if ($diff->$k) {
            $return[] = $diff->$k . ' ' . $v . ($diff->$k > 1 ? 's' : '');
        }
    }

    return implode(', ', $return);
}

This function can be shorter/better; but that is your job now ;)

If you wish to exclude holidays, see this example: http://stackoverflow.com/a/19221403/67332

share|improve this answer
    
Thanks. I had to make some changes to the code because the PHP version on the server is a bit older, but it worked like a charm. Furthermore I made a change so I get only seconds as output. – HenkB Apr 14 '14 at 9:04

I got the answer from here

For PHP >= 5.3.0, use the DatePeriod class. It's unfortunately barely documented.

$start = new DateTime('6/30/2010');
$end = new DateTime('7/6/2010');
$oneday = new DateInterval("P1D");

$days = array();
$data = "7.5";

/* Iterate from $start up to $end+1 day, one day in each iteration.
   We add one day to the $end date, because the DatePeriod only iterates up to,
   not including, the end date. */
foreach(new DatePeriod($start, $oneday, $end->add($oneday)) as $day) {
    $day_num = $day->format("N"); /* 'N' number days 1 (mon) to 7 (sun) */
    if($day_num < 6) { /* weekday */
        $days[$day->format("Y-m-d")] = $data;
    } 
}    
print_r($days);
share|improve this answer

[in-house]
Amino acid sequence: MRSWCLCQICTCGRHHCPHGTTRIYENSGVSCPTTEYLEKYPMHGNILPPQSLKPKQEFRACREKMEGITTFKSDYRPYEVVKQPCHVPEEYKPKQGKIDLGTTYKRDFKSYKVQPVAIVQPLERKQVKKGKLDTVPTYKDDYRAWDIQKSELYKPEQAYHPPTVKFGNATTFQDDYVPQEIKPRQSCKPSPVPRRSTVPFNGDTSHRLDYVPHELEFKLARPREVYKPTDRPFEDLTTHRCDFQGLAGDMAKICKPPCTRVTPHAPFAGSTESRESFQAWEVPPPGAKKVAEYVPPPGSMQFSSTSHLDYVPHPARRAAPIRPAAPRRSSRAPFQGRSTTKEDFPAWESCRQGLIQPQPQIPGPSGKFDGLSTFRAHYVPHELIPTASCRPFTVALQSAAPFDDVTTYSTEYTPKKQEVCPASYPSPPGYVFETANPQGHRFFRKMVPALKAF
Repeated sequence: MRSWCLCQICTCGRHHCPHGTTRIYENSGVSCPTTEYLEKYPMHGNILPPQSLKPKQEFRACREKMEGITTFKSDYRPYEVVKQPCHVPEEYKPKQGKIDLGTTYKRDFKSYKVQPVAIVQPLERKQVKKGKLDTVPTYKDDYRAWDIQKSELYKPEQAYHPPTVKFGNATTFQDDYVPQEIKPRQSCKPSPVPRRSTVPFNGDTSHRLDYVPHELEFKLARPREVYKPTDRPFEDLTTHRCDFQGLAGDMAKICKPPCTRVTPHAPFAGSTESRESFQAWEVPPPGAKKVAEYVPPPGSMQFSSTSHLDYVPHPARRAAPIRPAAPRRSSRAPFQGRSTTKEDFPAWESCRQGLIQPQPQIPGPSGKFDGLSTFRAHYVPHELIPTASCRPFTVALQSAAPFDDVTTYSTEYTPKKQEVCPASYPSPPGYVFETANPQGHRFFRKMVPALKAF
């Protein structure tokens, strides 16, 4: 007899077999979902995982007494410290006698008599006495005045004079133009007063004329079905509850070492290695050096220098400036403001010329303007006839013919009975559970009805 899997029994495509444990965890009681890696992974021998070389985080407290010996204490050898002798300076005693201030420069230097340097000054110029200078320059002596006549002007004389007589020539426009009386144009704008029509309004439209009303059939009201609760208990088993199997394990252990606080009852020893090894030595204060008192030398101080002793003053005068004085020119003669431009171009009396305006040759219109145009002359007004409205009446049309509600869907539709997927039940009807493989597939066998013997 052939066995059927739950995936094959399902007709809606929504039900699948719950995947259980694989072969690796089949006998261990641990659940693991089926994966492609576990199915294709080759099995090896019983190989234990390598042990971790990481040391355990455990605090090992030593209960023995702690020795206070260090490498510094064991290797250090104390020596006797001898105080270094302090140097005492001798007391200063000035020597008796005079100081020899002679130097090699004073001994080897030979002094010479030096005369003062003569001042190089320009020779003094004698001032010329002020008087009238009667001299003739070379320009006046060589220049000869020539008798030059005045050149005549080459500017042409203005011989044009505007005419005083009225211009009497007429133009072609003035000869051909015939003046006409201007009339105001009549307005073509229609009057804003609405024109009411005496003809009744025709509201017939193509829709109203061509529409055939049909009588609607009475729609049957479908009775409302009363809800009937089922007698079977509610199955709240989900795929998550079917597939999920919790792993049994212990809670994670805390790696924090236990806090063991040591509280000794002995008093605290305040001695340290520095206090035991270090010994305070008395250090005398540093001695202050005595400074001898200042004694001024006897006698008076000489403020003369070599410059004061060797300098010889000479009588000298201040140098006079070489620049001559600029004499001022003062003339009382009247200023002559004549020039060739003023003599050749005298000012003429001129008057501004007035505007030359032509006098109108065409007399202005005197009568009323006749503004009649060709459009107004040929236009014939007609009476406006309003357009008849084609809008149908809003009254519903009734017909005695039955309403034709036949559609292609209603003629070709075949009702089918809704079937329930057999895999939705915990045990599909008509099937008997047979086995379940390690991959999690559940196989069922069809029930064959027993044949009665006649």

How does this solve the OP's problem? – Amal Murali Apr 11 '14 at 12:07

I found this and converted it in to minutes,

$start = new DateTime('2014-03-03 09:21:30');
$end = new DateTime('2014-03-11 17:23:15');
// otherwise the  end date is excluded (bug?)
$end->modify('+1 day');

$interval = $end->diff($start);

// total days
$days = $interval->days;
$days_inMin = ($interval->d*24*60) + ($interval->h*60) + $interval->i;

// create an iterateable period of date (P1D equates to 1 day)
$period = new DatePeriod($start, new DateInterval('P1D'), $end);

// best stored as array, so you can add more than one
$holidays = array('2014-03-07');

foreach($period as $dt) {
    $curr = $dt->format('D');

    // for the updated question
    if (in_array($dt->format('Y-m-d'), $holidays)) {
       $days--;
       $days_inMin -= (24*60);
    }

    // substract if Saturday or Sunday
    if ($curr == 'Sat' || $curr == 'Sun') {
        $days--;
        $days_inMin -= (24*60);
    }
}

echo 'Days: ' . $days; 
echo '<br>Days in Minutes: ' . $days_inMin . ' min = ' . $days_inMin/(24*60) . ' days';

Edit:

$office_hrs_min = $days_inMin - ($days * (14.5*60));
// as out of 24 only 8.5 hrs are working
share|improve this answer
    
This is getting closed to the solution I need. Now I only have to exclude the times between 18.00 and 08.30, in this example they are included. Could you explain how to do that? – HenkB Apr 11 '14 at 12:51
    
See my edit, days * apart form office hours are subtracted from total min. – Vitthal Apr 11 '14 at 13:02
    
Sorry for calculation, make it $office_hrs_min = $days_inMin - ($days * (14.5*60)); – Vitthal Apr 11 '14 at 13:11